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contravention of those rights must be regarded by the Government of the United States, when they affect American citizens, as deliberately unfriendly.” 12

The further negotiations as to the Lusitania were considered by informal notes between Ambassador Bernstorff and Secretary Lansing. On September 1, 1915, Count Bernstorff stated that his Government had pledged itself not to sink liners in the future, unless they should resist attack or try to escape, until adequate provision had been made for the safety of non-combatants.18 This pledge was not a settlement of the case but inasmuch as it was a promise of future good conduct, it considerably relieved the tension and made possible a more leisurely conduct of further negotiations.

While the Lusitania case was still under discussion another serious cause of dispute arose

12 Jour. (9), 155–7. 13 Jour. (10), 166.

14 The conversations between Count Bernstorff and Secretary Lansing were spun out to such a length that it was not until February, 1916, that an agreement had about been reached. At that time the two Governments had virtually come to an understanding as to the principles involved and only minor questions of phraseology were holding back a final settlement. But about this time the German Government announced (February 10) its intention to treat armed merchant

as war vessels. As this announcement cancelled all pledges insofar as they applied to merchant vessels carrying arms, even for defense, Secretary Lansing refused to accept the German offer, and so the controversy remained unsettled. N. Y. Times, Feb. 16, 1916.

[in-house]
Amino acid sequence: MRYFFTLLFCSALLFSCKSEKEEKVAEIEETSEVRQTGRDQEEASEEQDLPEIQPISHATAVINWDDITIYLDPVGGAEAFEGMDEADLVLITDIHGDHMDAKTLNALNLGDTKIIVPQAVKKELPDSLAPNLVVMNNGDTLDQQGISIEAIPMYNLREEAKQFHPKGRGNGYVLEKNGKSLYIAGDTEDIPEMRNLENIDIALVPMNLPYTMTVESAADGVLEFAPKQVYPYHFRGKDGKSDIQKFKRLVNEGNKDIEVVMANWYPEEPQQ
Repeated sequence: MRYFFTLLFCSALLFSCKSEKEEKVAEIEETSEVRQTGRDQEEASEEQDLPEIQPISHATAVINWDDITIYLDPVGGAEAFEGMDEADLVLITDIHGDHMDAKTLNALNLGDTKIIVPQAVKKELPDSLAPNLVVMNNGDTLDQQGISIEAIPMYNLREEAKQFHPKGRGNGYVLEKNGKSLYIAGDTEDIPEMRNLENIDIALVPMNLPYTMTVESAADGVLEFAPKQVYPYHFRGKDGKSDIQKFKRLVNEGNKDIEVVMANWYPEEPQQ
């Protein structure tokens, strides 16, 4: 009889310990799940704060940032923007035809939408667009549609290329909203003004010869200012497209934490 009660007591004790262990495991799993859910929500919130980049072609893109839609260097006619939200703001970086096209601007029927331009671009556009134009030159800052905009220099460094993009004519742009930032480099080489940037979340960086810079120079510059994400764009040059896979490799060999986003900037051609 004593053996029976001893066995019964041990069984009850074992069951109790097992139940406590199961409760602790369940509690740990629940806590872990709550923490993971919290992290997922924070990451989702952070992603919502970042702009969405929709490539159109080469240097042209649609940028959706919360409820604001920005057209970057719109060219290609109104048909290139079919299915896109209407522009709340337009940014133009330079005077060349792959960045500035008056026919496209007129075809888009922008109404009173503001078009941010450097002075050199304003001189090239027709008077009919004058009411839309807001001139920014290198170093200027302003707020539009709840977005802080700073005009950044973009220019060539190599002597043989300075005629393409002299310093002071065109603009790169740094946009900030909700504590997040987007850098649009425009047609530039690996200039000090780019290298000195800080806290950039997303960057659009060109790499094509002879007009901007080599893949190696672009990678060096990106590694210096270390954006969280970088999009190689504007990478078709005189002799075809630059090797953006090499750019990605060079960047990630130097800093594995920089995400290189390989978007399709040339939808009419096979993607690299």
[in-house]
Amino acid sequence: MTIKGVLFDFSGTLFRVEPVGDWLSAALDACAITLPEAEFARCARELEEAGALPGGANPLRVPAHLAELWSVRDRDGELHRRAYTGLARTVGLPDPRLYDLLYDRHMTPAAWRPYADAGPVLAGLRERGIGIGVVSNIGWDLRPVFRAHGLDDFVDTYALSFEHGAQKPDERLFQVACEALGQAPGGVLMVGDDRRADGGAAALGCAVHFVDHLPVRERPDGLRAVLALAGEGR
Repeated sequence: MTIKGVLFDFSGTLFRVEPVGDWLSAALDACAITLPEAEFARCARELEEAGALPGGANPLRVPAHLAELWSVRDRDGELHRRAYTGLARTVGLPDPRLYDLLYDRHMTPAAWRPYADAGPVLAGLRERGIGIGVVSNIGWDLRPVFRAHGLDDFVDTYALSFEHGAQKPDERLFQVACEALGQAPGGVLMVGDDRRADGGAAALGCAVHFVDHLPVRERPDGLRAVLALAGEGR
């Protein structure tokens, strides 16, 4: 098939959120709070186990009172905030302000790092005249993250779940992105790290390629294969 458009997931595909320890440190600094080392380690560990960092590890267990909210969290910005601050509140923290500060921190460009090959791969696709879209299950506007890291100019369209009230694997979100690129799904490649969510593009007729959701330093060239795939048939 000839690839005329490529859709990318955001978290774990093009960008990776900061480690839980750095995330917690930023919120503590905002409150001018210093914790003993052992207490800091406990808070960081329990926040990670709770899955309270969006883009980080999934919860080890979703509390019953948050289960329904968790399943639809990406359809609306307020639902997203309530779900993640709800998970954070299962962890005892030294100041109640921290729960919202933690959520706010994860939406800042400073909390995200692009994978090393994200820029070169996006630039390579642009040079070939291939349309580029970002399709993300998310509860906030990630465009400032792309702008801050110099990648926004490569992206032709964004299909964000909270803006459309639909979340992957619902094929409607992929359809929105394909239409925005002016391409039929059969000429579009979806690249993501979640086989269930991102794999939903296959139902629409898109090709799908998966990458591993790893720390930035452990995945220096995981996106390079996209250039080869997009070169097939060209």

14

men

between Germany and the United States. On August 19, 1915, the British unarmed steamer Arabic was torpedoed near the site of the destruction of the Lusitania. It was bound for New York, was unarmed, carried no contraband, and was sunk without warning. A considerable number of the crew and passengers, including two Americans, lost their lives. 15 The German Government seemed to appreciate the seriousness of the situation and to fear that our Government would regard the destruction of American lives on the Arabic as an unfriendly act. Consequently, Count Bernstorff, the German ambassador at Washington, in a communication to Secretary Lansing in reply to his last Lusitania note, declared (September 1) that he had been instructed to make for his Government the pledge mentioned on the previous page.16 The German Government, however, tried (September 7) to excuse its submarine commander on the ground that although he had been ordered not to sink merchantmen without warning, he was under the impression that the Arabic was going to ram his vessel. It, therefore, declined to assume responsibility for the act even if it should be proved that the commander of the undersea boat had been mistaken.17

15 Rogers, 97; Jour. (10), 170–2, 203–229.
16 Jour. (10), 166.
17 Jour. (10), 167–8.